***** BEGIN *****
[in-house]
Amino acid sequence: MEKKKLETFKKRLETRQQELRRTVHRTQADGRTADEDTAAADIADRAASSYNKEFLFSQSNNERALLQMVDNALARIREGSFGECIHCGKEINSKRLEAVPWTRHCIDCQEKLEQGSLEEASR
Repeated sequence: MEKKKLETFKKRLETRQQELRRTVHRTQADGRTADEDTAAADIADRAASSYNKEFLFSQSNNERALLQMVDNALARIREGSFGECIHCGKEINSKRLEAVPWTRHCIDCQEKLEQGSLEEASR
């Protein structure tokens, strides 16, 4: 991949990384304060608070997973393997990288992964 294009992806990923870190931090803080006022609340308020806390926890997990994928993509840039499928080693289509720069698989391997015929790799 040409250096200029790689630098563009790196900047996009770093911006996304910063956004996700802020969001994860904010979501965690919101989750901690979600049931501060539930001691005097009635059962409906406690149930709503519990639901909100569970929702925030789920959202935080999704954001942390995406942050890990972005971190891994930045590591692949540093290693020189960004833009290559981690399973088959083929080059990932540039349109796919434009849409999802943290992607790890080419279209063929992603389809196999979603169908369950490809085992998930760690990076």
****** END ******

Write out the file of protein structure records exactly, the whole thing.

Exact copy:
[in-house]
Amino acid sequence: MEKKKLETFKKRLETRQQELRRTVHRTQADGRTADEDTAAADIADRAASSYNKEFLFSQSNNERALLQMVDNALARIREGSFGECIHCGKEINSKRLEAVPWTRHCIDCQEKLEQGSLEEASR
Repeated sequence: MEKKKLETFKKRLETRQQELRRTVHRTQADGRTADEDTAAADIADRAASSYNKEFLFSQSNNERALLQMVDNALARIREGSFGECIHCGKEINSKRLEAVPWTRHCIDCQEKLEQGSLEEASR
């Protein structure tokens, strides 16, 4: 991949990384304060608070997973393997990288992964 294009992806990923870190931090803080006022609340308020806390926890997990994928993509840039499928080693289509720069698989391997015929790799 040409250096200029790689630098563009790196900047996009770093911006996304910063956004996700802020969001994860904010979501965690919101989750901690979600049931501060539930001691005097009635059962409906406690149930709503519990639901909100569970929702925030789920959202935080999704954001942390995406942050890990972005971190891994930045590591692949540093290693020189960004833009290559981690399973088959083929080059990932540039349109796919434009849409999802943290992607790890080419279209063929992603389809196999979603169908369950490809085992998930760690990076």